What I learned is a complete surprise! Santa Claus has been popular in Italy since the end of WWII.  He is called Babbo Natale which means something like Daddy Christmas (Babbo=Dad and Natale=Christmas).  Italian children, though, have a unique bringer of gifts on Epiphany that is all their own.  Her name is La Befana.  She’s a kindly old woman bringing a basket of gifts.  But I took pause as I read on.  I thought, “How cool is this?  Here’s an older woman bringing gifts.”  Then I had to think a little more because of my reaction to imagery of La Befana:  she flies on a broom through the sky.

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21b-Agropoli-The Cholera Epidemic of 1866: In memory

In Memory

Of all who died during the Cholera Epidemic of 1866 in Agropoli including:

Carmela Serrapede Ruocco
1822 – October 28, 1866

Carmine Ruocco
som of Michela Serrapede Ruocco
1859 – October 30, 1866

Michela Serrapede Ruocco
1821 – November 1, 1866

Antonio Pappalardo
1860 – November 5, 1866

Francesco di Giaimo
1806 – November 7, 1866

Let Us Pray

God of the spirits and of all flesh,
who has trampled death and annihilated the devil
and given life to your world, may you yourself,
O Lord, grant to the souls of your deceased servants who
died in Agropoli during the Cholera Epidemic of 1866
rest in a place of light, a verdant place,
a place of freshness, from where suffering,
pain and cries are far removed.

Do You, O good and compassionate God
forgive every fault committed by them in word,
work or thought because there is no man
who lives and does not sin.
You alone are without sin and your justice
is justice throughout the ages and your word is truth.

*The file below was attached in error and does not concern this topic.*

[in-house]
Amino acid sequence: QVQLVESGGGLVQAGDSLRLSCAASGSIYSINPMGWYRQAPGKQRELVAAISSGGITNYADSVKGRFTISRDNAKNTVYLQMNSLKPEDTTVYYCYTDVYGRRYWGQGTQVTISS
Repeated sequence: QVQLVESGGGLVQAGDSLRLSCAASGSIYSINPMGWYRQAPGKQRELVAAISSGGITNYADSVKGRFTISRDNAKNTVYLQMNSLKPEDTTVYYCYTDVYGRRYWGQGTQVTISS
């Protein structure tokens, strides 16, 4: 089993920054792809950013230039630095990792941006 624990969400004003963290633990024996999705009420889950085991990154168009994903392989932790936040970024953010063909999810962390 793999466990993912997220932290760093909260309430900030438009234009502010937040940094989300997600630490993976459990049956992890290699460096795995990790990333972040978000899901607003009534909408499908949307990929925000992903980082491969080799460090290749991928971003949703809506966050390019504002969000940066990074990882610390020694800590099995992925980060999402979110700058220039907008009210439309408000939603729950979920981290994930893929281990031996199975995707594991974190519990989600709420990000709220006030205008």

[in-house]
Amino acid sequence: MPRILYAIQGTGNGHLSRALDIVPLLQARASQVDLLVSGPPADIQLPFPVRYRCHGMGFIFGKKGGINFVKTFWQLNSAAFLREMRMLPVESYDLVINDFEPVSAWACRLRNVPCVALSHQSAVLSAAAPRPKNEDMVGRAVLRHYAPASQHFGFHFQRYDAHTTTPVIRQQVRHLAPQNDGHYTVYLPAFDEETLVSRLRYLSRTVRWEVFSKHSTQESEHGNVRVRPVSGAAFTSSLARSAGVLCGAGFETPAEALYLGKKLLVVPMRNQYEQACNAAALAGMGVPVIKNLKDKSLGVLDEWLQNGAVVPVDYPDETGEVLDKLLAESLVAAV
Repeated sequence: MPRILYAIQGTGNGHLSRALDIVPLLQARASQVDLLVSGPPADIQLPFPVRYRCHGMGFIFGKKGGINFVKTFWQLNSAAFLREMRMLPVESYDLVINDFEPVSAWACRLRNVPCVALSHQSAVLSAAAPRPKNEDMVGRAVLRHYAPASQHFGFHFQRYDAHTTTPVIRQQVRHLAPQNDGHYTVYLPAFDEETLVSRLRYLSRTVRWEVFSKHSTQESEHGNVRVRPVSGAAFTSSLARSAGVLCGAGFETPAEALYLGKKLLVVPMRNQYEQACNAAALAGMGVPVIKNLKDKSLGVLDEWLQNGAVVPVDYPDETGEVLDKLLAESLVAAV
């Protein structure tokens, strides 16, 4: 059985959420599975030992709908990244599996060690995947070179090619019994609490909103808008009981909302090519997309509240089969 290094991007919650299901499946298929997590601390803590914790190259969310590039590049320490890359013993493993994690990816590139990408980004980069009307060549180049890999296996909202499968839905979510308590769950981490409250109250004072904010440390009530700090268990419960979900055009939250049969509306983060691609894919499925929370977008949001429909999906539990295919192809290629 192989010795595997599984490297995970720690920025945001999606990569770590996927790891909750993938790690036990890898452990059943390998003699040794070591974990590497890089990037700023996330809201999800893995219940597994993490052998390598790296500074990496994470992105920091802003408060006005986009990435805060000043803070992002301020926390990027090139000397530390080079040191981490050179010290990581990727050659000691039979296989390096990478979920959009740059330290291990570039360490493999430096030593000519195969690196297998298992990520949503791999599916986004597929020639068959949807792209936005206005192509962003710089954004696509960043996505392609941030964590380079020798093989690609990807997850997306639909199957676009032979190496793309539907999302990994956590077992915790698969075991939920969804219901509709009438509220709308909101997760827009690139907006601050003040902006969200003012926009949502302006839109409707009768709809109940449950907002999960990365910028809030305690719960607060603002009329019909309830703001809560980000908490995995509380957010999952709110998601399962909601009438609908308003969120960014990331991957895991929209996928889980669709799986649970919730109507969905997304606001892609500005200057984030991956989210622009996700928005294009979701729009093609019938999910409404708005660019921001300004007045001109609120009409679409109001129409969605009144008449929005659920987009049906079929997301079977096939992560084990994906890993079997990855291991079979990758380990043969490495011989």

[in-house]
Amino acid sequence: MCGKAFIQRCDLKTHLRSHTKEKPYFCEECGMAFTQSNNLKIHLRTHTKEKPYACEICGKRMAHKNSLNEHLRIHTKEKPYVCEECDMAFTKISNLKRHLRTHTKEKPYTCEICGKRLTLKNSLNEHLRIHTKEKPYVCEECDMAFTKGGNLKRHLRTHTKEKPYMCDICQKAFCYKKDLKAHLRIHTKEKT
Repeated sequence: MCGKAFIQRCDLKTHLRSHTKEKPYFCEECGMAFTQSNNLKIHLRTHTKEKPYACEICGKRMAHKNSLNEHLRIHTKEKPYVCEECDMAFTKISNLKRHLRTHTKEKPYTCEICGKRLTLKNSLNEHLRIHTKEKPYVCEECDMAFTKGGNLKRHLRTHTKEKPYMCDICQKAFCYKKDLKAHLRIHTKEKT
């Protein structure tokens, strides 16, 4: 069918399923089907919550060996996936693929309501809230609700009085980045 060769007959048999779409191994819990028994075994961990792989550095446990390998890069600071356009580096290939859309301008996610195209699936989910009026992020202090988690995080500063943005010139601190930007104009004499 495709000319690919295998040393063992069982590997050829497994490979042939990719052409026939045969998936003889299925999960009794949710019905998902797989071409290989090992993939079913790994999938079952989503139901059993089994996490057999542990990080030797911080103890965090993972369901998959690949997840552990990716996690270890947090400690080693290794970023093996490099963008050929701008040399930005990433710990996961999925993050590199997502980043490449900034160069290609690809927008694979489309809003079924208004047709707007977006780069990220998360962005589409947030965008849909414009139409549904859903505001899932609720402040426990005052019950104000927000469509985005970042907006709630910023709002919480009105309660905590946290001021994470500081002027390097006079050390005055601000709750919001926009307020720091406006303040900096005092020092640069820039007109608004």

Since you, O Christ our God, are the resurrection,
the life and the repose of your deceased servants who died in this epidemic,
we give you glory together with your un-begotten Father
and your most holy, good and life-creating Spirit,
now and always and forever and ever.

Amen

Our Family

Francesco di Giaimo was the son of Giuseppe and Maddalena (nee Montone) di Giaimo.  By his wife Irene (nee Guzzi) he became the father of Maria Giovanna, Giuseppe and Maddalena.  Francesco was Sammy’s 2nd Great Grandfather and EmilyAnn’s 3rd Great Grandfather.

Luigi and Carminela (nee Cavollo) Serrapede were the parents of Clarice, Michela and Carmela Serrapede.  Clarice Serrapede Ruocco was Sammy’s 2nd Great Grandmother and EmilyAnn’s 3rd Great Grandmother.  Her sisters Michela and Carmela married into a different branch of the Ruocco family that is not in our direct line.

Antonio Pappalardo was the son of Nicola and Teresa (Patella d’Alessandro) Pappalardo.  He is Sammy’s Great Uncle and EmilyAnn’s 2nd Great Uncle.  Antonio’s sister Emilia was Sammy’s paternal Grandmother.

 

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The Cholera Epidemic of 1866 in Agropoli

The Cholera Epidemic of 1866 is written about in Posting 21a-Scotti Family in Agropoli: Carmine and Maria Giovanna, Years of Hardship, Years of Good-byes

Resources

“Dove of the Holy Spirit”
1660, alabaster, Throne of St. Peter, St. Peter’s Basilica, Vatican
Gian Lorenzo Bernini
Public Domain
Wikimedia Commons
Link:  https://en.wikipedia.org/wiki/File:Gian_Lorenzo_Bernini_-_Dove_of_the_Holy_Spirit.JPG

Byzantine Prayer for the Departed
Pray Catholic
https://praycatholic.wordpress.com/common/byzantine-prayer-for-the-deceased/

 

7e-Agropoli, July 1976: First Holy Communion Procession

We had finished a leisurely afternoon meal at the apartment of Italia the Elder, my Grandpa Sam’s sister and mother of his niece Italia the Younger.  Everyone was very excited and had prepared a bowl of yellow flower petals for us to shower upon a procession that was about to take place outside.

The streets were decorated with pictures of the Chalice and Name of Jesus (Gesu) all made out of the same yellow flower petals.